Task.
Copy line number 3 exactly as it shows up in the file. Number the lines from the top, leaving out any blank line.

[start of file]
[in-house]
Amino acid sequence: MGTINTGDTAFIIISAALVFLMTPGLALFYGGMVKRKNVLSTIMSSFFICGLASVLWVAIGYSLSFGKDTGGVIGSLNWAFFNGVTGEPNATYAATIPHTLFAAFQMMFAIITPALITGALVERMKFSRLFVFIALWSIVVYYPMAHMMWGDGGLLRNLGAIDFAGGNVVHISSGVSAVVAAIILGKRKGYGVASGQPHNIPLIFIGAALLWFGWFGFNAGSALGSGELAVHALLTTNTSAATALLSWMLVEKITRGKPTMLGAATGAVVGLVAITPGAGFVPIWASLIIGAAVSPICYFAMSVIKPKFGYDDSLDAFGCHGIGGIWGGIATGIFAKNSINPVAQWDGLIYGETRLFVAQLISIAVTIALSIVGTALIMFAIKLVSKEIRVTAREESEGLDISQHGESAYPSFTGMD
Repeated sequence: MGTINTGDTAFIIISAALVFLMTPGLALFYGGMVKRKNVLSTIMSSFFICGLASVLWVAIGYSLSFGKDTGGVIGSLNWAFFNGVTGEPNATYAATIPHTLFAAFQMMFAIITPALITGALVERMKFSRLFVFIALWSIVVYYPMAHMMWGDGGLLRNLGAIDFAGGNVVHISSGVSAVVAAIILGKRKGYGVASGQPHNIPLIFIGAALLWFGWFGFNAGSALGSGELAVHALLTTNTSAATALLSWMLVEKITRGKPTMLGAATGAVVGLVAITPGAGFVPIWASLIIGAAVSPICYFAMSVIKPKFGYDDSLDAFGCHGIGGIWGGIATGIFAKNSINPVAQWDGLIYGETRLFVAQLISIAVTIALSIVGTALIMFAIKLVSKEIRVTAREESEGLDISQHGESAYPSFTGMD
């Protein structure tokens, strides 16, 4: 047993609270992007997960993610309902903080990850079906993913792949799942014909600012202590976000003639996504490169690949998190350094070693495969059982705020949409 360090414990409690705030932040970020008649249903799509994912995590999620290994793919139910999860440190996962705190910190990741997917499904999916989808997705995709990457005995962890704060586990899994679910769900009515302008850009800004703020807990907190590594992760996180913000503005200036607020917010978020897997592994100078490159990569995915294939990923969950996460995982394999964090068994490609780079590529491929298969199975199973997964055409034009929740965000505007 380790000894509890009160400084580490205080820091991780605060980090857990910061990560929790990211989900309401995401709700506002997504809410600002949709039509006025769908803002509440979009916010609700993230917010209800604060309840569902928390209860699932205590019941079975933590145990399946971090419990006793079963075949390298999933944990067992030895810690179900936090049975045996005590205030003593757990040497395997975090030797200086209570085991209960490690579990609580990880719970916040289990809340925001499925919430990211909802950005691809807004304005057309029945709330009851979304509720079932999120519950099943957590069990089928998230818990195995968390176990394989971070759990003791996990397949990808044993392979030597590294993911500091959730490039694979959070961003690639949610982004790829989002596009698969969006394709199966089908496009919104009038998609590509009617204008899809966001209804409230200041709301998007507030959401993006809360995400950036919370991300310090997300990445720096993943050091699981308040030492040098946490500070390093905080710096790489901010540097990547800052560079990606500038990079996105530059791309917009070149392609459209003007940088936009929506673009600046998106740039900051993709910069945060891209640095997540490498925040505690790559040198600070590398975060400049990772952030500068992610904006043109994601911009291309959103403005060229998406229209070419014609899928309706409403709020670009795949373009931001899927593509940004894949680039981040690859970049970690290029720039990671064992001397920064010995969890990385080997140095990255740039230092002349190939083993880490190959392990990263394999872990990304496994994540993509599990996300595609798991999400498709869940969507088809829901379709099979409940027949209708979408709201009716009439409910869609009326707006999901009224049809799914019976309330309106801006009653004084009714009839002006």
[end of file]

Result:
Repeated sequence: MGTINTGDTAFIIISAALVFLMTPGLALFYGGMVKRKNVLSTIMSSFFICGLASVLWVAIGYSLSFGKDTGGVIGSLNWAFFNGVTGEPNATYAATIPHTLFAAFQMMFAIITPALITGALVERMKFSRLFVFIALWSIVVYYPMAHMMWGDGGLLRNLGAIDFAGGNVVHISSGVSAVVAAIILGKRKGYGVASGQPHNIPLIFIGAALLWFGWFGFNAGSALGSGELAVHALLTTNTSAATALLSWMLVEKITRGKPTMLGAATGAVVGLVAITPGAGFVPIWASLIIGAAVSPICYFAMSVIKPKFGYDDSLDAFGCHGIGGIWGGIATGIFAKNSINPVAQWDGLIYGETRLFVAQLISIAVTIALSIVGTALIMFAIKLVSKEIRVTAREESEGLDISQHGESAYPSFTGMD